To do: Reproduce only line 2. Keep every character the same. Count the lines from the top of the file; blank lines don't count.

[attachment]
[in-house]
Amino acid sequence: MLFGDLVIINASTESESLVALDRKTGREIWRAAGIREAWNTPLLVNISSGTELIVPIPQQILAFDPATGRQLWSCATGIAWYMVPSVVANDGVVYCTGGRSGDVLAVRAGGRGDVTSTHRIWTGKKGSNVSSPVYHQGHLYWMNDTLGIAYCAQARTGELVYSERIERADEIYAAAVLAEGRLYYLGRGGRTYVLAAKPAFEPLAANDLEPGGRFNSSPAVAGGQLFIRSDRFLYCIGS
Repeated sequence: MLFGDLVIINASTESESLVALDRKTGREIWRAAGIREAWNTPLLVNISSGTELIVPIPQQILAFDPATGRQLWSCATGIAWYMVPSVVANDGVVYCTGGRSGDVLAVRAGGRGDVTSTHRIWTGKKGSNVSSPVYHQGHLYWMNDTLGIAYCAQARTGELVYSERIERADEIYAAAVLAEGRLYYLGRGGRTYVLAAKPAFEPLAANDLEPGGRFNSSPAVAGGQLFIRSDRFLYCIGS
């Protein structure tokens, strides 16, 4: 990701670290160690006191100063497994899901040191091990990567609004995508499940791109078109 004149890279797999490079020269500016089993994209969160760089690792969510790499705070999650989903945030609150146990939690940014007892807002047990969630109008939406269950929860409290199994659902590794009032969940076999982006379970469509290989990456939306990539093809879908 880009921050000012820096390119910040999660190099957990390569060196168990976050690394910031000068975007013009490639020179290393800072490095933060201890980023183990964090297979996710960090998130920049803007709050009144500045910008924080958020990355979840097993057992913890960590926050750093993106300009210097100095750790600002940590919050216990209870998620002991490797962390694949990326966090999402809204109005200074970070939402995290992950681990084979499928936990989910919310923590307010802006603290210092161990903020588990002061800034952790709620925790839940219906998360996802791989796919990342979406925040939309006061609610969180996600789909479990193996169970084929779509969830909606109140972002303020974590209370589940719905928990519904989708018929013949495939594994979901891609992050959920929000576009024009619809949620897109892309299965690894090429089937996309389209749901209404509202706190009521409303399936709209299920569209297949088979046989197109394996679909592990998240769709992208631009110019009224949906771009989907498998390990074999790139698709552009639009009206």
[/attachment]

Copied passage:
Amino acid sequence: MLFGDLVIINASTESESLVALDRKTGREIWRAAGIREAWNTPLLVNISSGTELIVPIPQQILAFDPATGRQLWSCATGIAWYMVPSVVANDGVVYCTGGRSGDVLAVRAGGRGDVTSTHRIWTGKKGSNVSSPVYHQGHLYWMNDTLGIAYCAQARTGELVYSERIERADEIYAAAVLAEGRLYYLGRGGRTYVLAAKPAFEPLAANDLEPGGRFNSSPAVAGGQLFIRSDRFLYCIGS